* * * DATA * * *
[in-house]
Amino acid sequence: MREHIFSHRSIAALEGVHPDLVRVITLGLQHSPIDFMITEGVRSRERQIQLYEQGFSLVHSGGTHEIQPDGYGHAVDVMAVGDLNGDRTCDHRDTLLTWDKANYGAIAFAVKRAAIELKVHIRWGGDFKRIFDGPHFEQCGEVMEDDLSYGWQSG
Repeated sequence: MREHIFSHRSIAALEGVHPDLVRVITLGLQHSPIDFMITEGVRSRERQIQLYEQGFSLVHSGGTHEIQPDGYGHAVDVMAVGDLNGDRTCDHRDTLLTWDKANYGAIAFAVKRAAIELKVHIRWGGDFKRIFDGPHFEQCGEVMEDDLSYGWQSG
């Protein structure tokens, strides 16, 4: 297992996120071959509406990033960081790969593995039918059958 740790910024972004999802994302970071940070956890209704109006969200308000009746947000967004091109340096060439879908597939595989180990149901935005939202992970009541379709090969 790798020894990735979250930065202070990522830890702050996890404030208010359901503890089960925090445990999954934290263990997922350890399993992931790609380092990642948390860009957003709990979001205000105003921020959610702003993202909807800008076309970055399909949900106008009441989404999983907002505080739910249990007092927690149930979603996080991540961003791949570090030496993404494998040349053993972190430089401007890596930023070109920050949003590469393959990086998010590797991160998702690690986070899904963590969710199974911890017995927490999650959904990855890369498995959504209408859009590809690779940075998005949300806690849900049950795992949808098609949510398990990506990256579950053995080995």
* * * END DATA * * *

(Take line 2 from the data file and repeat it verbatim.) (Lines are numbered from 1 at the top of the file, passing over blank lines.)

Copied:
Amino acid sequence: MREHIFSHRSIAALEGVHPDLVRVITLGLQHSPIDFMITEGVRSRERQIQLYEQGFSLVHSGGTHEIQPDGYGHAVDVMAVGDLNGDRTCDHRDTLLTWDKANYGAIAFAVKRAAIELKVHIRWGGDFKRIFDGPHFEQCGEVMEDDLSYGWQSG